Forms of Joint Ownership in New Jersey
Updated: Apr 29
There are three basic forms of joint ownership: Tenancy in Common, Joint Tenancy, and Tenancy by the Entirety. It is important to be familiar with the consequences of these types of joint ownership if you own property jointly.
Tenancy in Common
A tenancy in common exists when two or more people own an undivided interest in the whole property. Each owner has the right to use and occupy the entire property and can transfer his or her ownership interest to a third party.
In New Jersey, when two or more people take title to real property, unless the deed states otherwise and unless the people taking title are married, a tenancy in common is created. N.J.S.A. 46:3-17.
When a tenancy in common is created, it is presumed that the property is owned equally amongst each co-owner. However, the deed can specify otherwise. For example, say there are three owners: Owner A, Owner B, and Owner C. Owner A and Owner B may each own twenty five percent (25%) of the property, while Owner C owns fifty percent (50%) of the property as a whole. This must be indicated on the deed.
There is no right of survivorship in a tenancy in common. This means that when one owner passes away, his or her interest in the property will not pass to the surviving owner. Rather, his or her interest will pass pursuant to the terms of his or her Will.
A joint tenancy is a form of joint ownership that has the right of survivorship. When one joint tenant passes away, his or her interest in the property passes immediately and automatically to the surviving joint tenant. Holding property as joint tenants with the right of survivorship is a technique often used to avoid probate. No matter what the Will of the deceased co-tenant states, the property passes to the surviving tenant.
For example, say Owner A and Owner B own a property, 1 Blackacre Drive, as joint tenants with the right of survivorship. Owner A passes away. Owner A’s Will says that his interest in 1 Blackare Drive shall pass to his son upon his death. Owner A then passes away. Who is entitled to Owner A’s share of 1 Blackacre Drive - Owner A’s son or Owner B? Owner B, and that is because the moment Owner A died, his interest passed to Owner B. In other words, the right of survivorship language in a deed trumps the language in the Will.
Joint tenants may sell or transfer their interest during their lifetime but doing so will sever the joint tenancy and terminate the right of survivorship. In addition, a joint tenant who wishes to sell his or her individual share must have the consent and signature of the other tenant in order to do so. The person to whom the joint tenant’s interest is conveyed becomes a tenant in common with the remaining co-owner.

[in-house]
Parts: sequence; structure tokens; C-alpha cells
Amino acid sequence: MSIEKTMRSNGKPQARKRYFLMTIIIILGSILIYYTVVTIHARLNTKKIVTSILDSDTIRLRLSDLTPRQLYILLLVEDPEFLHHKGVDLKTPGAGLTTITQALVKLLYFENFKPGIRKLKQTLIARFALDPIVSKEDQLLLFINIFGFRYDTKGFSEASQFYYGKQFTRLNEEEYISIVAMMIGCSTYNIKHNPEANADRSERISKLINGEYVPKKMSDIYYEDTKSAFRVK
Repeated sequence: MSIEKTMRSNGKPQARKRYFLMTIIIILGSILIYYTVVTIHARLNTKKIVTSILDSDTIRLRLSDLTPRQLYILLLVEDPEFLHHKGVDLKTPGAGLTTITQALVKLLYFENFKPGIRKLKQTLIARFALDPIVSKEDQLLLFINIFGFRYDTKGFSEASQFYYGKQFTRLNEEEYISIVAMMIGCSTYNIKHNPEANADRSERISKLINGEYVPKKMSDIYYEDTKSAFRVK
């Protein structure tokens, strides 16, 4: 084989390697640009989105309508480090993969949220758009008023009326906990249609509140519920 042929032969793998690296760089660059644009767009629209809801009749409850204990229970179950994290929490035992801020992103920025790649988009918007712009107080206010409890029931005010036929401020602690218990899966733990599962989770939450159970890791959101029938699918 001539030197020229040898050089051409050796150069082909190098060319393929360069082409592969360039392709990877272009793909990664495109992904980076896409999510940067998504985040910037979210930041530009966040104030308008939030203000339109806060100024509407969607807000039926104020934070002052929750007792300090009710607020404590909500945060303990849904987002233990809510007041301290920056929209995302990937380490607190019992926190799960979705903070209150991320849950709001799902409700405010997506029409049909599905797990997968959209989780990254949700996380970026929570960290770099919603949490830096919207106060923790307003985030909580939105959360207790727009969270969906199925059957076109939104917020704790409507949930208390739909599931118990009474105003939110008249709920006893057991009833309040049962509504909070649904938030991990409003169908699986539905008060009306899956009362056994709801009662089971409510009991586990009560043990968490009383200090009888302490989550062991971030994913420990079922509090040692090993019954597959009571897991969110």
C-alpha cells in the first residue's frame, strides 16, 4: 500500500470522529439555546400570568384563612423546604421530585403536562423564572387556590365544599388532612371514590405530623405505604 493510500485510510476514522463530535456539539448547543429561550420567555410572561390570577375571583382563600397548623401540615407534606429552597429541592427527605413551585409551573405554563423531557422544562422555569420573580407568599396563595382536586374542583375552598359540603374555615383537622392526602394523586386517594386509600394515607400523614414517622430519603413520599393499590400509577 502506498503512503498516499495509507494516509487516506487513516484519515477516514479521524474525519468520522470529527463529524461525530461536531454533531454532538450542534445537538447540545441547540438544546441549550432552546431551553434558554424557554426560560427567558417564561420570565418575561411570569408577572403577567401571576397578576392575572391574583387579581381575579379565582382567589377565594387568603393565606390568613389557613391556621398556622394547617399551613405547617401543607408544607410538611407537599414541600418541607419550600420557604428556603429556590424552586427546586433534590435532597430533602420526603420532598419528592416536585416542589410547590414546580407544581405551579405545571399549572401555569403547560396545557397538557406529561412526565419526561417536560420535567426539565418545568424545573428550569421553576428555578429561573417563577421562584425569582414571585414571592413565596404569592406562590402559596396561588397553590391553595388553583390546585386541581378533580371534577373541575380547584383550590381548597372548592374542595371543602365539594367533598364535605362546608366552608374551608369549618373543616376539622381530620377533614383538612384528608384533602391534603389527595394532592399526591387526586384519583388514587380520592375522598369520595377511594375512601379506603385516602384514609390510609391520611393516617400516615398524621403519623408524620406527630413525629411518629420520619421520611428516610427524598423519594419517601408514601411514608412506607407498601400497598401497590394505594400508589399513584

Tenancy by the Entirety
A tenancy by the entirety is a form of joint ownership that is only available to spouses. When a husband and wife take title to real property together, unless otherwise expressed in the deed, a tenancy by the entirety is created. N.J.S.A. 46:3-17.3. The deed need not specifically state that the husband and wife are taking title as tenants by the entirety. Language which states “…… and ……, his wife” or “…... and …..., her husband” shall be deemed to create a tenancy by the entirety. N.J.S.A. 46:3-17.2.
There are three important attributes to a tenancy by the entirety: survivorship, inseverability, and creditor protection.
First, just like a joint tenancy, in a tenancy by the entirety, there is a right of survivorship. This means that when one spouse passes away, their interest in the property will immediately pass to the other spouse by operation of law. Since both owners are spouses, the transfer upon death to the surviving spouse is not a taxable event.
Second, insevarability means that neither spouse has the authority to sever, alienate, or otherwise affect his or her share of the property without the written consent of the other spouse. N.J.S.A. 46:3-17.4. This applies both during the marriage as well as while the couple is separating.
Lastly, a tenancy by the entirety provides certain protections against creditors. If a creditor obtains a judgment against one spouse, the creditor cannot levy against the property or force it to be sold to satisfy the judgment.
The information contained in this post is for informational purposes only and is not intended to serve as legal advice. If you have any questions or would like to schedule a consultation, you may email us at firstname.lastname@example.org or call us at 201-595-0399.